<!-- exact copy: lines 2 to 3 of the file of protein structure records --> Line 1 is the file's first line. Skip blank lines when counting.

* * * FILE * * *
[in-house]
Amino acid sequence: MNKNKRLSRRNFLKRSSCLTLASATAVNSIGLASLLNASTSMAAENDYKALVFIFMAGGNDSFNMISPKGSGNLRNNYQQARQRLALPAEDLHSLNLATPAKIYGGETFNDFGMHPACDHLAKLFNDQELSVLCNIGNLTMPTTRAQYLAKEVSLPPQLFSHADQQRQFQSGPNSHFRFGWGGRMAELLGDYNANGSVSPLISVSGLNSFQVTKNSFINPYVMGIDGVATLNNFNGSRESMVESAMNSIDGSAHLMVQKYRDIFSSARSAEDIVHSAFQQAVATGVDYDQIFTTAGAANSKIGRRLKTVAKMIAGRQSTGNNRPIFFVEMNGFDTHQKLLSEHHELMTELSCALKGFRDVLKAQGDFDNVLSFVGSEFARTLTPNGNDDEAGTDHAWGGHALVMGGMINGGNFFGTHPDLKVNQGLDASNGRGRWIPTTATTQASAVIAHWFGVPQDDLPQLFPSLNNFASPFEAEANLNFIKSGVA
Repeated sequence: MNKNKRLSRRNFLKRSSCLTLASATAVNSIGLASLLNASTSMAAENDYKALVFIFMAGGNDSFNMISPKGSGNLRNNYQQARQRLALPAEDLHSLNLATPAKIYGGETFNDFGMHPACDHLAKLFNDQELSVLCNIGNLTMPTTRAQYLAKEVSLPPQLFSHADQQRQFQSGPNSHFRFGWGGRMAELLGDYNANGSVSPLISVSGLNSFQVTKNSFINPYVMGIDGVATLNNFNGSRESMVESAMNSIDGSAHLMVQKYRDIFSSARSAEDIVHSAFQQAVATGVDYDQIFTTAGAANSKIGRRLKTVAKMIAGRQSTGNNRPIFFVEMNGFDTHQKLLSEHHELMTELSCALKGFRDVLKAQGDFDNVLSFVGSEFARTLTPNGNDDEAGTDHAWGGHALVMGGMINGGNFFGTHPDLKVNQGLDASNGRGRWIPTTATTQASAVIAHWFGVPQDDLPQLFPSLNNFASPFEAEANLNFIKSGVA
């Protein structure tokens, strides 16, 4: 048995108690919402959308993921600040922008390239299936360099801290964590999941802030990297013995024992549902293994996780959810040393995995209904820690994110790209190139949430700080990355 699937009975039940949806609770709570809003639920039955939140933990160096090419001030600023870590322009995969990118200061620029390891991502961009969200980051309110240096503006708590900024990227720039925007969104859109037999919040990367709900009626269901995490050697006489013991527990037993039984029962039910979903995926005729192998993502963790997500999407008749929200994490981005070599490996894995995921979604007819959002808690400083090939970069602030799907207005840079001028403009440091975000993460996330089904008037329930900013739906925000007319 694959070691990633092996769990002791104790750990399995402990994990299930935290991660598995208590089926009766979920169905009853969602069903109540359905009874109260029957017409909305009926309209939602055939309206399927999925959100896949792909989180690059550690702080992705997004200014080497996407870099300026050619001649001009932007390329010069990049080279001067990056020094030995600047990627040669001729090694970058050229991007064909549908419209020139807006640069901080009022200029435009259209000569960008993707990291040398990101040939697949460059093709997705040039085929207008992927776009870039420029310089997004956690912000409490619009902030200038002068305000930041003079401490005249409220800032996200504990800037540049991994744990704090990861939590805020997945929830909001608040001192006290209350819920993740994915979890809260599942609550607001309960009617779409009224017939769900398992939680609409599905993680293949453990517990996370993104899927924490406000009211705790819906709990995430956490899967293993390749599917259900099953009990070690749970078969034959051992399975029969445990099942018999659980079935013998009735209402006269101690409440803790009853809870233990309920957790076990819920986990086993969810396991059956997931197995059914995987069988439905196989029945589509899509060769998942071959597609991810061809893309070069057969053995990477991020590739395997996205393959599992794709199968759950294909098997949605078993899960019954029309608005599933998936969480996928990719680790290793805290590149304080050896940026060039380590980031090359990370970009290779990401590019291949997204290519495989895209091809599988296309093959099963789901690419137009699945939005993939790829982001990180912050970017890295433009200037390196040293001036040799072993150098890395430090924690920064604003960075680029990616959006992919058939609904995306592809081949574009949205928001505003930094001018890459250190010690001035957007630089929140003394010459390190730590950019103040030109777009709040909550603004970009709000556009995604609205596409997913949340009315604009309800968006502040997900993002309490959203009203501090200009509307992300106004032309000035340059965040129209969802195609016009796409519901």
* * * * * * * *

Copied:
Amino acid sequence: MNKNKRLSRRNFLKRSSCLTLASATAVNSIGLASLLNASTSMAAENDYKALVFIFMAGGNDSFNMISPKGSGNLRNNYQQARQRLALPAEDLHSLNLATPAKIYGGETFNDFGMHPACDHLAKLFNDQELSVLCNIGNLTMPTTRAQYLAKEVSLPPQLFSHADQQRQFQSGPNSHFRFGWGGRMAELLGDYNANGSVSPLISVSGLNSFQVTKNSFINPYVMGIDGVATLNNFNGSRESMVESAMNSIDGSAHLMVQKYRDIFSSARSAEDIVHSAFQQAVATGVDYDQIFTTAGAANSKIGRRLKTVAKMIAGRQSTGNNRPIFFVEMNGFDTHQKLLSEHHELMTELSCALKGFRDVLKAQGDFDNVLSFVGSEFARTLTPNGNDDEAGTDHAWGGHALVMGGMINGGNFFGTHPDLKVNQGLDASNGRGRWIPTTATTQASAVIAHWFGVPQDDLPQLFPSLNNFASPFEAEANLNFIKSGVA
Repeated sequence: MNKNKRLSRRNFLKRSSCLTLASATAVNSIGLASLLNASTSMAAENDYKALVFIFMAGGNDSFNMISPKGSGNLRNNYQQARQRLALPAEDLHSLNLATPAKIYGGETFNDFGMHPACDHLAKLFNDQELSVLCNIGNLTMPTTRAQYLAKEVSLPPQLFSHADQQRQFQSGPNSHFRFGWGGRMAELLGDYNANGSVSPLISVSGLNSFQVTKNSFINPYVMGIDGVATLNNFNGSRESMVESAMNSIDGSAHLMVQKYRDIFSSARSAEDIVHSAFQQAVATGVDYDQIFTTAGAANSKIGRRLKTVAKMIAGRQSTGNNRPIFFVEMNGFDTHQKLLSEHHELMTELSCALKGFRDVLKAQGDFDNVLSFVGSEFARTLTPNGNDDEAGTDHAWGGHALVMGGMINGGNFFGTHPDLKVNQGLDASNGRGRWIPTTATTQASAVIAHWFGVPQDDLPQLFPSLNNFASPFEAEANLNFIKSGVA